1973 was a monumental year for Buick with the introduction of Century, Century Luxus, Regal, and Apollo Series, along with the 'colonnade' styling for the Century, Luxus, and Regal. The Apollo Series was a mid-year introduction and served as Buick's re-entry into the growing compact car market that had grown in importance and necessity due to the oil crisis and fuel shortages. The Luxus and Regal were part of the new intermediate Century line built on the GM A-Body platform. The Luxus line offered finer interior appointments and additional trim than the 'base' Century 350, and the Regal added even more accouterments and unique styling. The Century and Luxus were offered as hardtop coupes, hardtop sedans, and a 6- and 9-passenger station wagon, while the Regal was offered solely as a two-door hardtop coupe with seating for five.
Buick Century styling included single round headlights in square bezels that were positioned near a thin crosshatch grille with three bright horizontal division bars. The Regals shared their front and rear styling with the Century but with several distinct styling cues. They had their own unique grilles with a vertically segmented design. To help distinguish these cars, there were special crest emblems located on the front fender sides. Buyers had the option of selecting the Gran Sport package which added special styling, suspension features, an electric clock, wheel opening moldings, instrument gauges, a glove box, ashtray, and courtesy lamps.
Interiors were more luxuriously appointed than the lesser Century models with door-pull straps, bench seats with center armrests with cloth, vinyl, or velour upholstery, and woodgrain trim on door panels and dashboard. A 60/40 split-bench seat with an armrest was optional equipment.
The Regal was Buick's intermediate-sized, highly trimmed, personal luxury vehicle, and officially marketed as the 'Century Regal Colonnade Hardtop coupe.' The 'Colonnade' pillared hardtop roofline was shared with the Chevy Monte Carlo, Pontiac Grand Prix, and the Oldsmobile Cutlass Supreme, along with the Buick Century Luxus coupe. They all had opera windows surrounded by sheet metal, replacing the traditional roll-down windows.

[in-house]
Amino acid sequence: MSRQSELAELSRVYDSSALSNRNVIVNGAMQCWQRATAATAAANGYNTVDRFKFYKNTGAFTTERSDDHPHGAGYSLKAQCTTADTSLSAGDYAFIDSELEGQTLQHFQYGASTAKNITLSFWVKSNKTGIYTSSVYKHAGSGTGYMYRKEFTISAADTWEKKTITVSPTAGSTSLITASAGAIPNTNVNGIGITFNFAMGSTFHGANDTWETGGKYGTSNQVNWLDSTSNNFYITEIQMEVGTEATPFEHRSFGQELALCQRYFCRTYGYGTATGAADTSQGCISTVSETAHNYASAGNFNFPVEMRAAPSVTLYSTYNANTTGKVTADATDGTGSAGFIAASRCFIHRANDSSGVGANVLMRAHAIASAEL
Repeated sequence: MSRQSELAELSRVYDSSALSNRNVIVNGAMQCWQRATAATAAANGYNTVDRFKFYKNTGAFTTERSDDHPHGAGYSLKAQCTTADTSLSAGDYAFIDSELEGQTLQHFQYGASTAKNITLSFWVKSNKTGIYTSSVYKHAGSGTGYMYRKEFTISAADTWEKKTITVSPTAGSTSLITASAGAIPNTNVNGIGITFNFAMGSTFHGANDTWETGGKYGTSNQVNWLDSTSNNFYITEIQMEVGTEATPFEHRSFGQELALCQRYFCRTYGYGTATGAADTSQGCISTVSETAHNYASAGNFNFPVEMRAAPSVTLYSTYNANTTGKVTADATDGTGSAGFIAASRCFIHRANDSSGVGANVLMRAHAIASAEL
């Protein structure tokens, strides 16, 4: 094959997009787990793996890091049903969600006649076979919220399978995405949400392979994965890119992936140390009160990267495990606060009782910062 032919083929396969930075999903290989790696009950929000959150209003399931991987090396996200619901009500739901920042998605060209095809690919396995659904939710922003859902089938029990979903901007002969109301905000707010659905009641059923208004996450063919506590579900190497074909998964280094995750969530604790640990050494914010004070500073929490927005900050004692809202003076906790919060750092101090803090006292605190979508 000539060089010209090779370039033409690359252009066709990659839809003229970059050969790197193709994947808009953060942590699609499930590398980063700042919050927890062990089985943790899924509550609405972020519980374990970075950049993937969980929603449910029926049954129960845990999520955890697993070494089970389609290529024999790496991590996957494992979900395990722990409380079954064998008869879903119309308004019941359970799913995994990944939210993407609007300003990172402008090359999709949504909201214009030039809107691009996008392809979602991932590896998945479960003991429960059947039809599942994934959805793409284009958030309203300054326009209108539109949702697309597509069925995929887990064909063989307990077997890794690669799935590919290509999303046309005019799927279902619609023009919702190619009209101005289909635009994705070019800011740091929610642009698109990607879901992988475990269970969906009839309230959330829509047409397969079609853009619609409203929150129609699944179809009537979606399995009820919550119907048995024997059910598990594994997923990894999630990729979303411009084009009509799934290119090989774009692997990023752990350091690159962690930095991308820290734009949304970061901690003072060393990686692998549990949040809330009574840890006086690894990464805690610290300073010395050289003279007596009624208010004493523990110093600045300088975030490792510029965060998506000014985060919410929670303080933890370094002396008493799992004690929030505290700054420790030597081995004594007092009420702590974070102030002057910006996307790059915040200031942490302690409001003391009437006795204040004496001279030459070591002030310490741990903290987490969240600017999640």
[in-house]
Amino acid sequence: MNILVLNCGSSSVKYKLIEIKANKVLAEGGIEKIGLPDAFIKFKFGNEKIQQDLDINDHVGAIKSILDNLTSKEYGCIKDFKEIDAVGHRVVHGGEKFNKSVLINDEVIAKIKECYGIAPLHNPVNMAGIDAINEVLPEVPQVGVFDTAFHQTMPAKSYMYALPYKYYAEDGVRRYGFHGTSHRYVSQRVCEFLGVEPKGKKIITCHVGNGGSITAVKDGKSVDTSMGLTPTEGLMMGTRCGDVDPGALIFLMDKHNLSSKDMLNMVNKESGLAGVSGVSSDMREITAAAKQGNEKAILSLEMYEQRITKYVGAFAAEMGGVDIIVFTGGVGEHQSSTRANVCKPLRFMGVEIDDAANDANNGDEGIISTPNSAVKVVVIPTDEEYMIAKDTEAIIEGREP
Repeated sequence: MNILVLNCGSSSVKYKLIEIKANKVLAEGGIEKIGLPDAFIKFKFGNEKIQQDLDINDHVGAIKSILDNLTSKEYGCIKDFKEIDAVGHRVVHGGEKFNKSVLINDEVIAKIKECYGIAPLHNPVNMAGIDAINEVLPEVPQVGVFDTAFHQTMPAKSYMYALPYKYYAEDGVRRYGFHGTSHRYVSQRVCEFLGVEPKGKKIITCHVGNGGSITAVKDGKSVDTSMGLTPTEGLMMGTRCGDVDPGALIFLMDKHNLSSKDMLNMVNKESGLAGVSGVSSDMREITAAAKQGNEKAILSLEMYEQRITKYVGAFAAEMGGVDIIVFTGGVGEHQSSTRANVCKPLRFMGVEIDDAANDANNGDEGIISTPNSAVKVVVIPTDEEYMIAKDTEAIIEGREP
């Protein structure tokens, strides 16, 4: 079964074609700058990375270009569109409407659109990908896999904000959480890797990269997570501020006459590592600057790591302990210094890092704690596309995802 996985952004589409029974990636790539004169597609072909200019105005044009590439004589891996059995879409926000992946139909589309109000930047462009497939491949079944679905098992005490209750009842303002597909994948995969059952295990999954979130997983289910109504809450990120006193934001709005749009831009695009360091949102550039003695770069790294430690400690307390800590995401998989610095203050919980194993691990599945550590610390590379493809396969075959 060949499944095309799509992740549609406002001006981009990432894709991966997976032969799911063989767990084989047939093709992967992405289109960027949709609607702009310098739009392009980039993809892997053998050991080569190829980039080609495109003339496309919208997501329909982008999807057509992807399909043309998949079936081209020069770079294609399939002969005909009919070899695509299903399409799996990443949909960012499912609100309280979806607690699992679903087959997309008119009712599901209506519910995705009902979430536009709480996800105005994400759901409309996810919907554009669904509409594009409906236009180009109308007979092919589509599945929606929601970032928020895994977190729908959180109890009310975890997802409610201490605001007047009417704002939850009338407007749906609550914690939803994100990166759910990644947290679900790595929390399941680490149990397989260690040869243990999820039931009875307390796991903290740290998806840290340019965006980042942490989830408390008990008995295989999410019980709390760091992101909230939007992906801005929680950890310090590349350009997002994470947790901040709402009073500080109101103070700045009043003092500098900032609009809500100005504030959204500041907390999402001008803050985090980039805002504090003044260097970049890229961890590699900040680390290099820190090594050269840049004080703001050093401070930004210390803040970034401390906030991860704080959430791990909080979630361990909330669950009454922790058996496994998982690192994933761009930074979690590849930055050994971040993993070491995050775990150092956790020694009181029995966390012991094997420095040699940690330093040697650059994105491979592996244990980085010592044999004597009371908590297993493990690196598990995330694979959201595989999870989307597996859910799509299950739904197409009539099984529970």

Although offered solely as a coupe in its inaugural year, it gained a sedan body style the following year. The styling introduced in 1973 would continue through 1977, with minimal changes through most of the years, albeit a substantial update in coupes occurring for 1976.
The standard engine for 1973 and 1974 was the 350 cubic-inch V8 with overhead valves, 8.5:1 compression, a two-barrel carburetor, hydraulic valve lifters, an 8.5:1 compression ratio, and delivering 150 (SAE) horsepower at 3,800 RPM. This engine was standard on sedans from 1975 to 1977, and optional on coupes during those years. A larger 455 cubic-inch V8 was optional for 1973 and 1974 models only. This engine also had overhead valves, hydraulic valve lifters, a four-barrel carburetor, and 255 (SAE) horsepower at 4,000 RPM. Beginning in 1975, the Regal Coupe came standard with Buick's resurrected 231 CID V6 previously powering the Skylark of 1964 through 1967. Buick had sold the tooling to Kaiser Motors for use in Jeep models, and following a series of divisional changes, it was sold back to GM by AMC in 1974. Engines were backed by a three-speed Turbo-Hydramatic.
In 1975, the 'Century' portion of the Regal name was dropped.
For 1973, the Buick Regal hardtop coupe had a base price of $3,470, approximately $140 higher than the comparable Luxus and $415 higher than the 'base' Century 350. The Regal proved popular with 91,557 examples built, much higher than the 66,845 combined examples of the Buick Regal coupe and sedan of 1974, and more than the 67,372 examples built-in 1975.By Daniel Vaughan | Oct 2013